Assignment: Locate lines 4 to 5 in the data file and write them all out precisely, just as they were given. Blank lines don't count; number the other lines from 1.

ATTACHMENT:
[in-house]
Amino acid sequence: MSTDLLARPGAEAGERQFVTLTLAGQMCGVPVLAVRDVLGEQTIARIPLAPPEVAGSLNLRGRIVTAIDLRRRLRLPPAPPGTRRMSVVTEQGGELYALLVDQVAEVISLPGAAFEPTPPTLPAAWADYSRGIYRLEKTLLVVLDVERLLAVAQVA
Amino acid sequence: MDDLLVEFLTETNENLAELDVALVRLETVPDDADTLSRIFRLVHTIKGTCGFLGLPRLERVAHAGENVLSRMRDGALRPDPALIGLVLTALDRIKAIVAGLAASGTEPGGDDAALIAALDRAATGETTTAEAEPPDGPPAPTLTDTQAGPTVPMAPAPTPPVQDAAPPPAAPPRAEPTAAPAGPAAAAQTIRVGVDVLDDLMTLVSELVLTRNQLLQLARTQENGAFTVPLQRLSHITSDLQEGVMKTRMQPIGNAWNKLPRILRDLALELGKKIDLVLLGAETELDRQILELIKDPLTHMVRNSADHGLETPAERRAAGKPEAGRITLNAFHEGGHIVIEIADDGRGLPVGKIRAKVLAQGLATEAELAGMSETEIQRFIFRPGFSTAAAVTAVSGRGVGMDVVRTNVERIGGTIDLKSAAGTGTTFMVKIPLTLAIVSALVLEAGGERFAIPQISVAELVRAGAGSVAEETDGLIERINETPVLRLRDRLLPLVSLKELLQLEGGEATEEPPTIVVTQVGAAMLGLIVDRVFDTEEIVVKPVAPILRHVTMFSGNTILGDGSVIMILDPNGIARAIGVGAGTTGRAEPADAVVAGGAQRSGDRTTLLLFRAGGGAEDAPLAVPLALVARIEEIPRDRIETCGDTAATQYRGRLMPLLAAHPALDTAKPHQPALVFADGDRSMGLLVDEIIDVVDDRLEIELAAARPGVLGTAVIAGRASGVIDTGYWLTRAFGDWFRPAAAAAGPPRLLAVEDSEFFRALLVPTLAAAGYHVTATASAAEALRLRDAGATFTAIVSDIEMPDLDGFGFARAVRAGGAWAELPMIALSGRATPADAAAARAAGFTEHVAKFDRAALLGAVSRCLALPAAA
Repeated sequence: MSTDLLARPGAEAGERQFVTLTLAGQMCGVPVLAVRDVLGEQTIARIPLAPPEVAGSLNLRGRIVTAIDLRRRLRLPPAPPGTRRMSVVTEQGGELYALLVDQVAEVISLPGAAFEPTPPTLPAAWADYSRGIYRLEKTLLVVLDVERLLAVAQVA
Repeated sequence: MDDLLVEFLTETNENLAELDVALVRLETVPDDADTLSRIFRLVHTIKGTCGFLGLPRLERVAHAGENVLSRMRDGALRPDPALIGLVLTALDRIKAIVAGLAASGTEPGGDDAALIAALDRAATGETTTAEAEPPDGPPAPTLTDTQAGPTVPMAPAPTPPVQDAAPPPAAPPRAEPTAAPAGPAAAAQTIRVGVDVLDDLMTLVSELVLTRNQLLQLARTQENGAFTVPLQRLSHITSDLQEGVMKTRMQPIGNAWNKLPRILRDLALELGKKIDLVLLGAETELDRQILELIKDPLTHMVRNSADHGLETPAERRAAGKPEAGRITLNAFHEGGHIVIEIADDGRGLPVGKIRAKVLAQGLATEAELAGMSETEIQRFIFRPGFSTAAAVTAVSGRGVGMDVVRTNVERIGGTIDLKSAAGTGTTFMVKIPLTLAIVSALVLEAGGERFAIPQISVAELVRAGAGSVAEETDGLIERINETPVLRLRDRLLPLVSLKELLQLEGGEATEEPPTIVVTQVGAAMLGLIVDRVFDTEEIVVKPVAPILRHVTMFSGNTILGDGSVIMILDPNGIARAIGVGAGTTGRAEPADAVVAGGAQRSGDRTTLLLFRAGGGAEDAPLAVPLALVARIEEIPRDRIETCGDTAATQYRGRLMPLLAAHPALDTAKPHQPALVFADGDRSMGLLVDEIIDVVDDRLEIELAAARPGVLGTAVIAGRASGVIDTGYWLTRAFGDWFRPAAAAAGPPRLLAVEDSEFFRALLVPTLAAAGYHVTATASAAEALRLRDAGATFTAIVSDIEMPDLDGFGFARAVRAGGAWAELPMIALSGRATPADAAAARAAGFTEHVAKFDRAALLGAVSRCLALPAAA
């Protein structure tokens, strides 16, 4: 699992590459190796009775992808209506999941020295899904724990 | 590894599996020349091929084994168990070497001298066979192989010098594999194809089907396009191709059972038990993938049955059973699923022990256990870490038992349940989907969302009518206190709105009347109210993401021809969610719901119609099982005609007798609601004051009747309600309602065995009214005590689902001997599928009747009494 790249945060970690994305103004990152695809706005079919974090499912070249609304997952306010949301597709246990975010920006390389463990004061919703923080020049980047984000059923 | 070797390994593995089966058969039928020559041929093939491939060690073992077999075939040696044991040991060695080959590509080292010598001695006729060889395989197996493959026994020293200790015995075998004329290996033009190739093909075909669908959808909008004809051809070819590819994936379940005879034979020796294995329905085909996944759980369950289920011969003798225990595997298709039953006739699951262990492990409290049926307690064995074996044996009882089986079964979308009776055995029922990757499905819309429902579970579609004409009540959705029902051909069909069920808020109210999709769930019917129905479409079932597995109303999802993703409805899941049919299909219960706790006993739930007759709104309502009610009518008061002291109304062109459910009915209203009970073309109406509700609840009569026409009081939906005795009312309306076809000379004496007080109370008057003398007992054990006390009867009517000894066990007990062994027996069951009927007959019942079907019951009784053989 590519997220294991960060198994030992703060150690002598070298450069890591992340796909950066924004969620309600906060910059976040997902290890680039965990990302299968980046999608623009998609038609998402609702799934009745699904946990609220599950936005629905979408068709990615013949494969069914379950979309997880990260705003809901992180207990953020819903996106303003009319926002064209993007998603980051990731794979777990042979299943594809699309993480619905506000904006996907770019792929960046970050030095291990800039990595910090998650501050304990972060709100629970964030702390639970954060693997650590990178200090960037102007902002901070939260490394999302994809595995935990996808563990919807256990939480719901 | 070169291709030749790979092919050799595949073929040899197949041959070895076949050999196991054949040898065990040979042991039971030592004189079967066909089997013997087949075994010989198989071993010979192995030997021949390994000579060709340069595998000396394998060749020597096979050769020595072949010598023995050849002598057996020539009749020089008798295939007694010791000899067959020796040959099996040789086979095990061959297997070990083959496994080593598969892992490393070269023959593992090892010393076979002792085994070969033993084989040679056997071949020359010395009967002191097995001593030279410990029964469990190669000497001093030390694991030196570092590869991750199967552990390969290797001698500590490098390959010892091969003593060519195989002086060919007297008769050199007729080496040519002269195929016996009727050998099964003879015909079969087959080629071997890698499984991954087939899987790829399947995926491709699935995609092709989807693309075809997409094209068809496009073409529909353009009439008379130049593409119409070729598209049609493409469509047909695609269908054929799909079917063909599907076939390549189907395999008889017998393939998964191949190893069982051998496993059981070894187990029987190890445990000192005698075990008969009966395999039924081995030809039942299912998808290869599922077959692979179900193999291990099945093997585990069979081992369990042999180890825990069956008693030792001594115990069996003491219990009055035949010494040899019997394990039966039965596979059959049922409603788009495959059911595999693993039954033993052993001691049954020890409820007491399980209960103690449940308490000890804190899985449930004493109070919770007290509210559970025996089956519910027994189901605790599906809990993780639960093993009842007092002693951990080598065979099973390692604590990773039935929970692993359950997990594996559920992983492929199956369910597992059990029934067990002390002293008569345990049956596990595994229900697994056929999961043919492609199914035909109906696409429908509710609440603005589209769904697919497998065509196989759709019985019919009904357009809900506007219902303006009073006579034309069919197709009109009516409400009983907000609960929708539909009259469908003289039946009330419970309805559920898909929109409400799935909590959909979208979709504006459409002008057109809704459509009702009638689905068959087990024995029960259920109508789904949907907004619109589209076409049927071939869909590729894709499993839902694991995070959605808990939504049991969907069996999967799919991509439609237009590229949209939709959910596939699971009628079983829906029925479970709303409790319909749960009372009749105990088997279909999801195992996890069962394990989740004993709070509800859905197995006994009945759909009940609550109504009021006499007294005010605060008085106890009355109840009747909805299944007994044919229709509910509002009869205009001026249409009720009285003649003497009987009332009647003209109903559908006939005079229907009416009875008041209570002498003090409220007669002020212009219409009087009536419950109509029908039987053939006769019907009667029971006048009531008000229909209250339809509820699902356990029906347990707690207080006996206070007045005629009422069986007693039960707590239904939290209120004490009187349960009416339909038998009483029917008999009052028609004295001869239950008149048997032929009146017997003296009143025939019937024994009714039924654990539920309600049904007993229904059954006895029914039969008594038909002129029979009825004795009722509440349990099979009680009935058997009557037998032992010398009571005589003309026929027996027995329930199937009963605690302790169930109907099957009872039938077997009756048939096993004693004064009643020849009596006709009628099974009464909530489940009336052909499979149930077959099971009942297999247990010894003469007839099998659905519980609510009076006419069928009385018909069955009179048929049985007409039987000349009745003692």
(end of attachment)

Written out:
Repeated sequence: MSTDLLARPGAEAGERQFVTLTLAGQMCGVPVLAVRDVLGEQTIARIPLAPPEVAGSLNLRGRIVTAIDLRRRLRLPPAPPGTRRMSVVTEQGGELYALLVDQVAEVISLPGAAFEPTPPTLPAAWADYSRGIYRLEKTLLVVLDVERLLAVAQVA
Repeated sequence: MDDLLVEFLTETNENLAELDVALVRLETVPDDADTLSRIFRLVHTIKGTCGFLGLPRLERVAHAGENVLSRMRDGALRPDPALIGLVLTALDRIKAIVAGLAASGTEPGGDDAALIAALDRAATGETTTAEAEPPDGPPAPTLTDTQAGPTVPMAPAPTPPVQDAAPPPAAPPRAEPTAAPAGPAAAAQTIRVGVDVLDDLMTLVSELVLTRNQLLQLARTQENGAFTVPLQRLSHITSDLQEGVMKTRMQPIGNAWNKLPRILRDLALELGKKIDLVLLGAETELDRQILELIKDPLTHMVRNSADHGLETPAERRAAGKPEAGRITLNAFHEGGHIVIEIADDGRGLPVGKIRAKVLAQGLATEAELAGMSETEIQRFIFRPGFSTAAAVTAVSGRGVGMDVVRTNVERIGGTIDLKSAAGTGTTFMVKIPLTLAIVSALVLEAGGERFAIPQISVAELVRAGAGSVAEETDGLIERINETPVLRLRDRLLPLVSLKELLQLEGGEATEEPPTIVVTQVGAAMLGLIVDRVFDTEEIVVKPVAPILRHVTMFSGNTILGDGSVIMILDPNGIARAIGVGAGTTGRAEPADAVVAGGAQRSGDRTTLLLFRAGGGAEDAPLAVPLALVARIEEIPRDRIETCGDTAATQYRGRLMPLLAAHPALDTAKPHQPALVFADGDRSMGLLVDEIIDVVDDRLEIELAAARPGVLGTAVIAGRASGVIDTGYWLTRAFGDWFRPAAAAAGPPRLLAVEDSEFFRALLVPTLAAAGYHVTATASAAEALRLRDAGATFTAIVSDIEMPDLDGFGFARAVRAGGAWAELPMIALSGRATPADAAAARAAGFTEHVAKFDRAALLGAVSRCLALPAAA